Cocktail History: The Art of the Martini
Nov 30, 2021
Martinis are a classic cocktail known for being both elegant and sophisticated. Served chilled and simplistic in structure, this drink tastes best when only the finest ingredients are used.
The classic recipe for a martini calls for London dry gin and dry vermouth using a ratio of 2:1 served straight up into a chilled cocktail glass. But, the martini is far from a one-trick pony. The ratio can be altered and the classic gin can be exchanged for vodka. This results in martinis such as a dessert martini with not a drop of vermouth to a perfect martini that uses equal parts of sweet and dry vermouth before adding a 3:1 of gin.
What is a Martini?
Definition A martini is a cocktail traditionally made with gin and vermouth. Classically, it is garnished with an olive or lemon twist, but this well-known cocktail has been reimagined many times over.
The Invention of the Martini
This American cocktail has a murky history but is theorized to have been born out of the mid-1800s Gold Rush in California. This origin story states that a miner in Martinez, California struck it rich and wanted to celebrate his good fortune with Champagne, only the local bar didn’t have any. Instead, a cocktail was whipped together using the ingredients on hand which happened to be gin, vermouth, bitters, maraschino liquor, and a slice of lemon. The miner traveled on to San Francisco where he then had the bartender replicate the previously unnamed cocktail, dubbed ‘The Martinez Special’.
Others claim the martini is simply a Marguerite renamed. An additional theory suggests the martini as being a derivative of the Martinez served at the Occidental Hotel in San Francisco during the 1860s.
While we don’t know for sure how this classic cocktail came to be, we do know it was first publicly published in 1884 in The Modern Bartender then again in 1888 in Bartender Manual.
Gin or Vodka
Martinis are made with either vodka or gin; gin being the traditional choice.
This choice will come down to personal preference. A gin martini will have a more complex and botanic taste. A vodka martini, on the other hand, will be much smoother.
The classic martini is garnished with an olive, however, this isn’t your only option. Alternative martini garnishes include:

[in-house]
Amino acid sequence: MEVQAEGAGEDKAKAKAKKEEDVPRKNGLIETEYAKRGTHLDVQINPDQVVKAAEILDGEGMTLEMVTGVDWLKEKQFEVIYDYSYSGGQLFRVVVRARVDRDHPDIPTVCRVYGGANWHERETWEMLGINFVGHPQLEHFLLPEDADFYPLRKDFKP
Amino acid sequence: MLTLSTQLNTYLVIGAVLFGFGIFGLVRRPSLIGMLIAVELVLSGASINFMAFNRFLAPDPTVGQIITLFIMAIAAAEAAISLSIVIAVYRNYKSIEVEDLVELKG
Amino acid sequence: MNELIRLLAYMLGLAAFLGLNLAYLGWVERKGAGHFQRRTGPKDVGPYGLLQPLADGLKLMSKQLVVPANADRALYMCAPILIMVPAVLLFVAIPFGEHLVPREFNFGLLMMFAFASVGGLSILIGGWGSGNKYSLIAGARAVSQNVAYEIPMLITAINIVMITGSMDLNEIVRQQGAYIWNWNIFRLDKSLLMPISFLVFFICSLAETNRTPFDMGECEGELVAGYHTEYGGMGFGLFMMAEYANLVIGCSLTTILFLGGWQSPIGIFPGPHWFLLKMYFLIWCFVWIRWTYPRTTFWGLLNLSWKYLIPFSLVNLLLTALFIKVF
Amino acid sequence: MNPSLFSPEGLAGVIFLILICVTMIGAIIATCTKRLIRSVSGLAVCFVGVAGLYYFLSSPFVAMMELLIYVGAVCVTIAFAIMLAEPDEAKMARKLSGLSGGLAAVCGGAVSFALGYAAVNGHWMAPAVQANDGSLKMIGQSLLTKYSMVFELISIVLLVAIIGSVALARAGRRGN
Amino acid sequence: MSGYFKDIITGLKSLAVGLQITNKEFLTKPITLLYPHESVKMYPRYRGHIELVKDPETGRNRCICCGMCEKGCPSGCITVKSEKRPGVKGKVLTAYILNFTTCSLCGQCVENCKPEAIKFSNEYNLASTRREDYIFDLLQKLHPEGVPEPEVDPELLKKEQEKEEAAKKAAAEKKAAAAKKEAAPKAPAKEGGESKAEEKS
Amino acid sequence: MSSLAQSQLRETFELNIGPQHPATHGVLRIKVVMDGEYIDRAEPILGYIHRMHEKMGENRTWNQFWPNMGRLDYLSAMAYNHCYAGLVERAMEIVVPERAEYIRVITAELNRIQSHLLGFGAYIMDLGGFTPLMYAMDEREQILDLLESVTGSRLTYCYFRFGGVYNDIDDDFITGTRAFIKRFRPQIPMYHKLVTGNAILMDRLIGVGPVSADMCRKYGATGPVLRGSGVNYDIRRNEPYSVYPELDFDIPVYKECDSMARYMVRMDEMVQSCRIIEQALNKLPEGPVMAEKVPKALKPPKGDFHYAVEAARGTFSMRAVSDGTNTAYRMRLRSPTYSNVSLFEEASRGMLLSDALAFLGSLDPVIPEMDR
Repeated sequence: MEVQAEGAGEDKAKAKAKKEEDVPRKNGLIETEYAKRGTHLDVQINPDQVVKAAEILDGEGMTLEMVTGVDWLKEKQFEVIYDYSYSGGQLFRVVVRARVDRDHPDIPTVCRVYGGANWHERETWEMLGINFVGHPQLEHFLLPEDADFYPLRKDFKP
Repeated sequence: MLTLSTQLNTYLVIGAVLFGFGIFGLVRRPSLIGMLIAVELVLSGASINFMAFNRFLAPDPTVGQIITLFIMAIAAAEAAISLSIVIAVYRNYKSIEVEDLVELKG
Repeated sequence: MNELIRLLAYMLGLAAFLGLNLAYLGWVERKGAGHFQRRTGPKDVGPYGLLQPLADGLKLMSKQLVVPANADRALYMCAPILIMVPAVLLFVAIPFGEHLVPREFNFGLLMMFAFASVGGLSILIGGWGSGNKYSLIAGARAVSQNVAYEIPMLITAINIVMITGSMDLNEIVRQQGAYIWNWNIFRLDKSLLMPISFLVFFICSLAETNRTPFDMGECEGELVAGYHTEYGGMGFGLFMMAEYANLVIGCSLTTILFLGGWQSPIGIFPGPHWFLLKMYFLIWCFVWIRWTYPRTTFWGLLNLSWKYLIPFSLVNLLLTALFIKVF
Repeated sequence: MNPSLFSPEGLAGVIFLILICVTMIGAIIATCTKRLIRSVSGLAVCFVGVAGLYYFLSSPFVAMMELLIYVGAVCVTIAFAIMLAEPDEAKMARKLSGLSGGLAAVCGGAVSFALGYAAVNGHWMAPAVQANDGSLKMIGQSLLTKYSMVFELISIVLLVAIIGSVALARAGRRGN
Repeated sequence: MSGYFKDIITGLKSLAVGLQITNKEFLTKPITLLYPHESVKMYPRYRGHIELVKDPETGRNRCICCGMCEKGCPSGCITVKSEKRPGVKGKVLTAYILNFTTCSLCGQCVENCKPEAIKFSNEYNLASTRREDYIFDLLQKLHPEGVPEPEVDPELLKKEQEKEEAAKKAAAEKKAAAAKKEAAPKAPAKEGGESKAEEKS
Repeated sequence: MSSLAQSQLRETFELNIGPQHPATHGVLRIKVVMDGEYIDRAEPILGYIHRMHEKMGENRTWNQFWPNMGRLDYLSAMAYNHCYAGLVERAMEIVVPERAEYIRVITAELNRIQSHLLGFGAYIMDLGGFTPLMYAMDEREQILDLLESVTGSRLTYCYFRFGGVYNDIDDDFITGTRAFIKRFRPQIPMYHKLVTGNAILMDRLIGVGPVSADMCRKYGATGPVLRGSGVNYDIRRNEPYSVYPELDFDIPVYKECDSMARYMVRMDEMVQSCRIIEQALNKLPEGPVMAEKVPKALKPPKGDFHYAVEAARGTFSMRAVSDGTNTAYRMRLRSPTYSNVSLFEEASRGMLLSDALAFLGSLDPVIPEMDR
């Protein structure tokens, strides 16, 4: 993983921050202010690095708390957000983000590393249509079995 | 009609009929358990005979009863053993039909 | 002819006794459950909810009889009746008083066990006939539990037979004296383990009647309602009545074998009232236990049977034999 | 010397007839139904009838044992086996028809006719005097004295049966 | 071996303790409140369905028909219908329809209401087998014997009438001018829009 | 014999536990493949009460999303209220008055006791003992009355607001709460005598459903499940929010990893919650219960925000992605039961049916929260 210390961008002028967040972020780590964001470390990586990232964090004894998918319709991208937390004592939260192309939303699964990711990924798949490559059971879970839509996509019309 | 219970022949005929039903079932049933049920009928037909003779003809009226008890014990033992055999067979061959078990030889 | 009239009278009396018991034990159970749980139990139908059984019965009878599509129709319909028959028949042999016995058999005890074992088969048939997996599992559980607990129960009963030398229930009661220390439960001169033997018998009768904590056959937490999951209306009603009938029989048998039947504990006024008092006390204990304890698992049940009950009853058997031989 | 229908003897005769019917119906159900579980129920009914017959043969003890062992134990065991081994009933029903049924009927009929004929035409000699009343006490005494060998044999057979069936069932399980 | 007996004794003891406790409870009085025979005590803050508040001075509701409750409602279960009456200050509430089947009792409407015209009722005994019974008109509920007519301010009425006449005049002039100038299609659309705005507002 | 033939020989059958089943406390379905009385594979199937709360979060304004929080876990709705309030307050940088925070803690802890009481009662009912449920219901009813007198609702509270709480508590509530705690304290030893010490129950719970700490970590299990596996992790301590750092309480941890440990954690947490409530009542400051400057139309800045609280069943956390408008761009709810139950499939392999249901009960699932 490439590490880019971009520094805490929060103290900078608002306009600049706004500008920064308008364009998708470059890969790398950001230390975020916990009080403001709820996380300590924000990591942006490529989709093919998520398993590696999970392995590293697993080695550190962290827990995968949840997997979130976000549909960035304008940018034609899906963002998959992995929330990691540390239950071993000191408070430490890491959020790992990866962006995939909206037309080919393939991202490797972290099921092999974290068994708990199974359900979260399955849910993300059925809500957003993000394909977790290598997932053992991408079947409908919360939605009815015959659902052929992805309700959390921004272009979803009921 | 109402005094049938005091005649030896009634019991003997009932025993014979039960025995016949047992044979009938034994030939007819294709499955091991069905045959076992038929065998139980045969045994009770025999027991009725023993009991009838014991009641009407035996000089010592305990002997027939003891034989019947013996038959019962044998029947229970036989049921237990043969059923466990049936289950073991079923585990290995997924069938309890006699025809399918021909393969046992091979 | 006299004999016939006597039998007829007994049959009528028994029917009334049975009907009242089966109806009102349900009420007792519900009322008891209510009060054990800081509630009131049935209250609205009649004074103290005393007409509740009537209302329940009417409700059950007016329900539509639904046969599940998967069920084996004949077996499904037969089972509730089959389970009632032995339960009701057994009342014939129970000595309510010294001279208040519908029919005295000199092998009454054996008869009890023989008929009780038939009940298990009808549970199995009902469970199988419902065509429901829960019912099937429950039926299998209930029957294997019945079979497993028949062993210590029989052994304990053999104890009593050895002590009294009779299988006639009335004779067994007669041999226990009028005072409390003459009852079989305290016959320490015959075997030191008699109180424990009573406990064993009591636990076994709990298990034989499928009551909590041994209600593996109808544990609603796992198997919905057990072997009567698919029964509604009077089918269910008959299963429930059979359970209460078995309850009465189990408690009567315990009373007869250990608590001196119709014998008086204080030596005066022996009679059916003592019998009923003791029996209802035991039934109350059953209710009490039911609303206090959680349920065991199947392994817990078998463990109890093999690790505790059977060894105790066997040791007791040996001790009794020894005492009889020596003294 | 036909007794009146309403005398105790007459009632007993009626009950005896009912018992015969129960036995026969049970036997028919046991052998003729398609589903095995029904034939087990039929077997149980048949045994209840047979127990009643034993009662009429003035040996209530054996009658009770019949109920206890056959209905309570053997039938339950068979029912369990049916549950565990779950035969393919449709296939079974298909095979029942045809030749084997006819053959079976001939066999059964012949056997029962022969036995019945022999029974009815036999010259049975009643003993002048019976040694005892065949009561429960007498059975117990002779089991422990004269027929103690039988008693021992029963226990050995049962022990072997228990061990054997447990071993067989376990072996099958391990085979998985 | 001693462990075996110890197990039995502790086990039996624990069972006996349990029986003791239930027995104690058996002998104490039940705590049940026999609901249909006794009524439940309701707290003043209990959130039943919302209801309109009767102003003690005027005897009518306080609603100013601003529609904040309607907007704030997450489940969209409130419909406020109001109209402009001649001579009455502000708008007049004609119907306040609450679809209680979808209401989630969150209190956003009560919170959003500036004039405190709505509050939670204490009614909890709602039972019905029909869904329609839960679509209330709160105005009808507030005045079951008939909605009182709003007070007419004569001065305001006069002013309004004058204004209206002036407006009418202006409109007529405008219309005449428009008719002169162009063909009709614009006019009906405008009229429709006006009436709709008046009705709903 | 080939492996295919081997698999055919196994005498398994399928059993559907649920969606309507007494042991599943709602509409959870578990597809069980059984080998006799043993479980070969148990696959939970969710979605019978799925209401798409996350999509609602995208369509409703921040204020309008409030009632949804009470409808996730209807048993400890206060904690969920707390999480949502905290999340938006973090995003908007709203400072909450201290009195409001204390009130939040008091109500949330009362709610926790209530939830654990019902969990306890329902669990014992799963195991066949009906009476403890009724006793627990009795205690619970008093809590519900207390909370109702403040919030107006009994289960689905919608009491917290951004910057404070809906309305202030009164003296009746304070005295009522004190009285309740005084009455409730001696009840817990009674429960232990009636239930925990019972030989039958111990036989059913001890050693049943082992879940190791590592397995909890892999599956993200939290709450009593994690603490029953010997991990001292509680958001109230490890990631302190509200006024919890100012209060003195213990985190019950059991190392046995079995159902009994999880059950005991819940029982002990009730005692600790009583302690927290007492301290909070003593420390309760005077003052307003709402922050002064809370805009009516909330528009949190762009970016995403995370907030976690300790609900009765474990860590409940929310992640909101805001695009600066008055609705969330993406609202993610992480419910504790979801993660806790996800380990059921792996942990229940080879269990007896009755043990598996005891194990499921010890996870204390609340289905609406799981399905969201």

- Fresh fruit
- Citrus wedge or wheel
- Citrus peel
- Spanish olive
- Stuffed olive
- Cocktail onion
- Pickled onion
Essential Terminology When Ordering Your Martini
Shaken? Stirred? Straight up? Thrown? There’s an entire vocabulary just surrounding martini serving styles. Get your terminology straight before ordering a martini using the outline below.
- Dry – Very little vermouth added
- Wet – Higher ratio of vermouth added
- Dirty – Add olive brine (usually with an olive garnish as well)
- On the Rocks – Served over ice
- Perfect – 50% dry vermouth and 50% sweet vermouth
- Gibson – Topped with a pickled onion
- Shaken – Agitates the martini for a more diluted drink
- Stirred – Mixed in a shaker and stirred to chill the drink without agitating it
- Straight Up – Prepared with ice then strained into a chilled glass
- Thrown – Pouring from a tumble above your head to a tumbler held below to release aromatics and create a smoother sip
- With a Twist – Add a strip of citrus peel
Martinis at Christner’s
The dirty/spicy/cheesy martini is made with Hanson Organic Habanero Vodka with Filthy Olives Pickling Brine and Oregon Creamery blue cheese stuffed olives. This martini, as the name suggests, has a spicy punch and salty taste. You’ll also notice the slightest hint of sweetness thanks to the pickling brine.
Meyer Lemon Drop Martini
If you’re a fan of sweet lemonade, this is the martini for you. Mostly sweet and a little bit tart, the Meyer lemon drop martini is made with Hanson Organic Meyer Lemon Vodka, fresh lemon juice, a dash of Triple Sec, sour mix, and simple syrup.
Get the perfect balance between sweet and bitter with the espresso martini. Our espresso martini is made with Wheatley Vodka, Borghetti Espresso Liqueur, espresso, and a dash of Bailey’s and chocolate. It’s shaken with ice and served up.